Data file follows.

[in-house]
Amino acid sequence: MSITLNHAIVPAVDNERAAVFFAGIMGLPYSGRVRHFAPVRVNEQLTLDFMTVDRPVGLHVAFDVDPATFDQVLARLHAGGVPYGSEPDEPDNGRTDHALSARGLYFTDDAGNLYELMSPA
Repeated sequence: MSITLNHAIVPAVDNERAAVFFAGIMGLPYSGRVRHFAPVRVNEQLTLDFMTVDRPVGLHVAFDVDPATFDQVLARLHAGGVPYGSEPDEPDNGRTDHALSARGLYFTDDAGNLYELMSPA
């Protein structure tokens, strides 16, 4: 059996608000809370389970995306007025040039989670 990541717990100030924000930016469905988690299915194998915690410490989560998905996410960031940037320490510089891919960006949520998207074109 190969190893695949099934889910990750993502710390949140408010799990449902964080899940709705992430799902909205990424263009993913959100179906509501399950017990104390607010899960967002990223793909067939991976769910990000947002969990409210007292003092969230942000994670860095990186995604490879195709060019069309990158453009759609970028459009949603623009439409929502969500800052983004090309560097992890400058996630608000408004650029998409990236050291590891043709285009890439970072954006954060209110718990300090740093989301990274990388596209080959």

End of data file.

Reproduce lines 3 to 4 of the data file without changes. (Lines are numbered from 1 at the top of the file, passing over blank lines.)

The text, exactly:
Repeated sequence: MSITLNHAIVPAVDNERAAVFFAGIMGLPYSGRVRHFAPVRVNEQLTLDFMTVDRPVGLHVAFDVDPATFDQVLARLHAGGVPYGSEPDEPDNGRTDHALSARGLYFTDDAGNLYELMSPA
């Protein structure tokens, strides 16, 4: 059996608000809370389970995306007025040039989670 990541717990100030924000930016469905988690299915194998915690410490989560998905996410960031940037320490510089891919960006949520998207074109 190969190893695949099934889910990750993502710390949140408010799990449902964080899940709705992430799902909205990424263009993913959100179906509501399950017990104390607010899960967002990223793909067939991976769910990000947002969990409210007292003092969230942000994670860095990186995604490879195709060019069309990158453009759609970028459009949603623009439409929502969500800052983004090309560097992890400058996630608000408004650029998409990236050291590891043709285009890439970072954006954060209110718990300090740093989301990274990388596209080959």